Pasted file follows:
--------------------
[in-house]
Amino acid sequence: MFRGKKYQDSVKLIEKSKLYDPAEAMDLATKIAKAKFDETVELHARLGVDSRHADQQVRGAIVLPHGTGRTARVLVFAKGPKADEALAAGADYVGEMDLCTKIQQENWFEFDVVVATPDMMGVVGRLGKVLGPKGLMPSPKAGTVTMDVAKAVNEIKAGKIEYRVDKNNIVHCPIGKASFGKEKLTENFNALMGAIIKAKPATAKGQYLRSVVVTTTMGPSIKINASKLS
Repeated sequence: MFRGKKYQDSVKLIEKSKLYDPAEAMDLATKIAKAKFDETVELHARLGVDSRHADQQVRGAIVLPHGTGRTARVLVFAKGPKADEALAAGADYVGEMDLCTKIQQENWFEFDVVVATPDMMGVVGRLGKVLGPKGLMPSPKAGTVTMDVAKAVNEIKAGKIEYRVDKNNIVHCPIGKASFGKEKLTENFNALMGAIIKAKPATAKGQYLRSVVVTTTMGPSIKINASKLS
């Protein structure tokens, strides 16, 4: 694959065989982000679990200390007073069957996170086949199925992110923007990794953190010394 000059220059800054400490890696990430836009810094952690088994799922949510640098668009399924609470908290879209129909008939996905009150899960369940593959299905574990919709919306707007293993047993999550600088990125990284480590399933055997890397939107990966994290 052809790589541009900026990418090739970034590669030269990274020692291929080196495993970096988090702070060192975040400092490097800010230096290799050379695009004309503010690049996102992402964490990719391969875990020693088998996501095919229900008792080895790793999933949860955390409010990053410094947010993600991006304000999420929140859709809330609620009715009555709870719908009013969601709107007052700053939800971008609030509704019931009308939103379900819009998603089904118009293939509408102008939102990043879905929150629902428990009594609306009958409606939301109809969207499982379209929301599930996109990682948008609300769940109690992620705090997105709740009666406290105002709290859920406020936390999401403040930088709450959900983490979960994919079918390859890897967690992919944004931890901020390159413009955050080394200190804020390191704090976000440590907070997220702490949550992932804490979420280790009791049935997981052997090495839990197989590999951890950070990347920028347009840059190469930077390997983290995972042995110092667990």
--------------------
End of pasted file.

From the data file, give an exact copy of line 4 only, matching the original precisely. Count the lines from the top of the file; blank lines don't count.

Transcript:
């Protein structure tokens, strides 16, 4: 694959065989982000679990200390007073069957996170086949199925992110923007990794953190010394 000059220059800054400490890696990430836009810094952690088994799922949510640098668009399924609470908290879209129909008939996905009150899960369940593959299905574990919709919306707007293993047993999550600088990125990284480590399933055997890397939107990966994290 052809790589541009900026990418090739970034590669030269990274020692291929080196495993970096988090702070060192975040400092490097800010230096290799050379695009004309503010690049996102992402964490990719391969875990020693088998996501095919229900008792080895790793999933949860955390409010990053410094947010993600991006304000999420929140859709809330609620009715009555709870719908009013969601709107007052700053939800971008609030509704019931009308939103379900819009998603089904118009293939509408102008939102990043879905929150629902428990009594609306009958409606939301109809969207499982379209929301599930996109990682948008609300769940109690992620705090997105709740009666406290105002709290859920406020936390999401403040930088709450959900983490979960994919079918390859890897967690992919944004931890901020390159413009955050080394200190804020390191704090976000440590907070997220702490949550992932804490979420280790009791049935997981052997090495839990197989590999951890950070990347920028347009840059190469930077390997983290995972042995110092667990």